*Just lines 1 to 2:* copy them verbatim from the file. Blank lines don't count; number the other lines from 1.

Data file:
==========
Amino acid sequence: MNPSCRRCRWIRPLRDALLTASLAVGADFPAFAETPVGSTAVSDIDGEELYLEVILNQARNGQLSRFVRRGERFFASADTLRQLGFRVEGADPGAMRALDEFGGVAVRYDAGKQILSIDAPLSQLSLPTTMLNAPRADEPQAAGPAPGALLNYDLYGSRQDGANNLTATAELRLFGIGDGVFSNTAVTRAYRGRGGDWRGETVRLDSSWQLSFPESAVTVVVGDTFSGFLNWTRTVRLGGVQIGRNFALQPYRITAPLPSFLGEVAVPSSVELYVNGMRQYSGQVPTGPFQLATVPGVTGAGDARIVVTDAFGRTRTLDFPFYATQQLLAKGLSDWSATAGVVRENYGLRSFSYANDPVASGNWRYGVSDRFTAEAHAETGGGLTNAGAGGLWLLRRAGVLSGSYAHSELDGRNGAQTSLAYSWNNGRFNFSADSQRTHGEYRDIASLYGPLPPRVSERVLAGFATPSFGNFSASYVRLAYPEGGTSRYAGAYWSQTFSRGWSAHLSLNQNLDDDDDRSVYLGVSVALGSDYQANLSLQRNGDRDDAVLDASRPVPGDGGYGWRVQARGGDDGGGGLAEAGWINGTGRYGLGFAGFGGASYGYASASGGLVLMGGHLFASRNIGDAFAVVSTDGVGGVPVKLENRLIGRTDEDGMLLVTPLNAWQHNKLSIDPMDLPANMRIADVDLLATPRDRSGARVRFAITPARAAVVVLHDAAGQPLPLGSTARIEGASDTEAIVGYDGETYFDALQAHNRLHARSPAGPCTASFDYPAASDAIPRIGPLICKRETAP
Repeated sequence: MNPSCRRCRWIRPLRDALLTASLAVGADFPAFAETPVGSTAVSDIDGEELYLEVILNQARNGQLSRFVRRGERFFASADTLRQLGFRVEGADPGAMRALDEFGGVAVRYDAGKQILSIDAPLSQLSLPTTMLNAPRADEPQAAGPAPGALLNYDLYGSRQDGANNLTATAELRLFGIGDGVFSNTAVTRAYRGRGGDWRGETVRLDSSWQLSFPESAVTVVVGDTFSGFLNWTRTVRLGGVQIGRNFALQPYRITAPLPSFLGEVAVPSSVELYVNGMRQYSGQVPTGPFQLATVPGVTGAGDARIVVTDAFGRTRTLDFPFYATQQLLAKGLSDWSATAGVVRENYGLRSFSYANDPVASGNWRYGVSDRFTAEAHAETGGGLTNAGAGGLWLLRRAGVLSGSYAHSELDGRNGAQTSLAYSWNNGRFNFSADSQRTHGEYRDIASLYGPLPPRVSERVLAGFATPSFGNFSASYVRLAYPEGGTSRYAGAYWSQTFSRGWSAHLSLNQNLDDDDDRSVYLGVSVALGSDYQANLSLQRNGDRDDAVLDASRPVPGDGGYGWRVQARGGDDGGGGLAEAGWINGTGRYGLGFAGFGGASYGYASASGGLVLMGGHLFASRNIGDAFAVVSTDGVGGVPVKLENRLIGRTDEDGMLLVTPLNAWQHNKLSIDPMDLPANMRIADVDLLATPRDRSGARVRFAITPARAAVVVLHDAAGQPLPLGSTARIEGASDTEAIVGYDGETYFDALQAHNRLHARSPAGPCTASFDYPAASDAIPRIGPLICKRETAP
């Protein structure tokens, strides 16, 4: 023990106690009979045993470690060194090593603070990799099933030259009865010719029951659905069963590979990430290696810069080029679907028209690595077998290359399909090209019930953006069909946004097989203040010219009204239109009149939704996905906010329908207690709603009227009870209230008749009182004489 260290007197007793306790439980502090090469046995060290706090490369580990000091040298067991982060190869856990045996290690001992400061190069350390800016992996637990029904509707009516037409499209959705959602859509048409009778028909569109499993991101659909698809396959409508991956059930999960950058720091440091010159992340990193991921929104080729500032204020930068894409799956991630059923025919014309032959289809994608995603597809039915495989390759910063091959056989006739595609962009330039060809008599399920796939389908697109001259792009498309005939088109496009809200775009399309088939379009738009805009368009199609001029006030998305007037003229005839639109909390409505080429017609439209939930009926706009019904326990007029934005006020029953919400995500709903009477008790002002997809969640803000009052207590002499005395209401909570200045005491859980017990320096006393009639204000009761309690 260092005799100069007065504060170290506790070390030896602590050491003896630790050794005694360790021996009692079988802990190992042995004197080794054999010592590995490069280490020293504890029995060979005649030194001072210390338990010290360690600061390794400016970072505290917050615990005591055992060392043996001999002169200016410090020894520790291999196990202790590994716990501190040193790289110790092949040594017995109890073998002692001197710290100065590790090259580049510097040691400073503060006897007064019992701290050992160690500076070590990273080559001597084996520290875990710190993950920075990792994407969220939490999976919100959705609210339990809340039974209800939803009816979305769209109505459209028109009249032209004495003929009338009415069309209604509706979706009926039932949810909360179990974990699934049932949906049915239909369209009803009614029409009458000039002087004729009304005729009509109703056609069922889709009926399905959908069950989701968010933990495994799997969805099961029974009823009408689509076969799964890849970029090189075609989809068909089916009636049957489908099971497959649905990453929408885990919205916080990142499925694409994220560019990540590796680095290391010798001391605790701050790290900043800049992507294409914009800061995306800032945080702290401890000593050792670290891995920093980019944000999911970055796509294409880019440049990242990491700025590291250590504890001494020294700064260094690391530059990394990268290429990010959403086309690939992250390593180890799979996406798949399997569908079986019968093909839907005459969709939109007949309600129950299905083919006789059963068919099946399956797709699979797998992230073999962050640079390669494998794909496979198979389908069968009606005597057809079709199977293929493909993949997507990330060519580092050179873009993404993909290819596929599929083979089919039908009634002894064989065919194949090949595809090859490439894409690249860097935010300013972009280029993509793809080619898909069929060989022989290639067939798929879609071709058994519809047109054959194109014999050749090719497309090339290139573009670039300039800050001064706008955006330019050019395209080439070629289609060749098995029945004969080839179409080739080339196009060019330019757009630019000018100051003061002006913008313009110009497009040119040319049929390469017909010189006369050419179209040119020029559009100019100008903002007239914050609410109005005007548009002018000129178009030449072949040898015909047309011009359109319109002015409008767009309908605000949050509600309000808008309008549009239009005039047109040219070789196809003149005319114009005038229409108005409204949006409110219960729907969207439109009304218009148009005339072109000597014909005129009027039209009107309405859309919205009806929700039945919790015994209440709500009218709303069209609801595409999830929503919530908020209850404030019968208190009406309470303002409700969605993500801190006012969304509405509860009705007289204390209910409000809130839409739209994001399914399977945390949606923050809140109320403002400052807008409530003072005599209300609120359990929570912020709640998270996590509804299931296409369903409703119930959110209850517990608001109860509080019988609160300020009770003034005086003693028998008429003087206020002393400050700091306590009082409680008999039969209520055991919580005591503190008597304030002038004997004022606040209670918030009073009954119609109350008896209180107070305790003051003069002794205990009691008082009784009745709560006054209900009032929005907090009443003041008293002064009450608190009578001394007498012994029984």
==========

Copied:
Amino acid sequence: MNPSCRRCRWIRPLRDALLTASLAVGADFPAFAETPVGSTAVSDIDGEELYLEVILNQARNGQLSRFVRRGERFFASADTLRQLGFRVEGADPGAMRALDEFGGVAVRYDAGKQILSIDAPLSQLSLPTTMLNAPRADEPQAAGPAPGALLNYDLYGSRQDGANNLTATAELRLFGIGDGVFSNTAVTRAYRGRGGDWRGETVRLDSSWQLSFPESAVTVVVGDTFSGFLNWTRTVRLGGVQIGRNFALQPYRITAPLPSFLGEVAVPSSVELYVNGMRQYSGQVPTGPFQLATVPGVTGAGDARIVVTDAFGRTRTLDFPFYATQQLLAKGLSDWSATAGVVRENYGLRSFSYANDPVASGNWRYGVSDRFTAEAHAETGGGLTNAGAGGLWLLRRAGVLSGSYAHSELDGRNGAQTSLAYSWNNGRFNFSADSQRTHGEYRDIASLYGPLPPRVSERVLAGFATPSFGNFSASYVRLAYPEGGTSRYAGAYWSQTFSRGWSAHLSLNQNLDDDDDRSVYLGVSVALGSDYQANLSLQRNGDRDDAVLDASRPVPGDGGYGWRVQARGGDDGGGGLAEAGWINGTGRYGLGFAGFGGASYGYASASGGLVLMGGHLFASRNIGDAFAVVSTDGVGGVPVKLENRLIGRTDEDGMLLVTPLNAWQHNKLSIDPMDLPANMRIADVDLLATPRDRSGARVRFAITPARAAVVVLHDAAGQPLPLGSTARIEGASDTEAIVGYDGETYFDALQAHNRLHARSPAGPCTASFDYPAASDAIPRIGPLICKRETAP
Repeated sequence: MNPSCRRCRWIRPLRDALLTASLAVGADFPAFAETPVGSTAVSDIDGEELYLEVILNQARNGQLSRFVRRGERFFASADTLRQLGFRVEGADPGAMRALDEFGGVAVRYDAGKQILSIDAPLSQLSLPTTMLNAPRADEPQAAGPAPGALLNYDLYGSRQDGANNLTATAELRLFGIGDGVFSNTAVTRAYRGRGGDWRGETVRLDSSWQLSFPESAVTVVVGDTFSGFLNWTRTVRLGGVQIGRNFALQPYRITAPLPSFLGEVAVPSSVELYVNGMRQYSGQVPTGPFQLATVPGVTGAGDARIVVTDAFGRTRTLDFPFYATQQLLAKGLSDWSATAGVVRENYGLRSFSYANDPVASGNWRYGVSDRFTAEAHAETGGGLTNAGAGGLWLLRRAGVLSGSYAHSELDGRNGAQTSLAYSWNNGRFNFSADSQRTHGEYRDIASLYGPLPPRVSERVLAGFATPSFGNFSASYVRLAYPEGGTSRYAGAYWSQTFSRGWSAHLSLNQNLDDDDDRSVYLGVSVALGSDYQANLSLQRNGDRDDAVLDASRPVPGDGGYGWRVQARGGDDGGGGLAEAGWINGTGRYGLGFAGFGGASYGYASASGGLVLMGGHLFASRNIGDAFAVVSTDGVGGVPVKLENRLIGRTDEDGMLLVTPLNAWQHNKLSIDPMDLPANMRIADVDLLATPRDRSGARVRFAITPARAAVVVLHDAAGQPLPLGSTARIEGASDTEAIVGYDGETYFDALQAHNRLHARSPAGPCTASFDYPAASDAIPRIGPLICKRETAP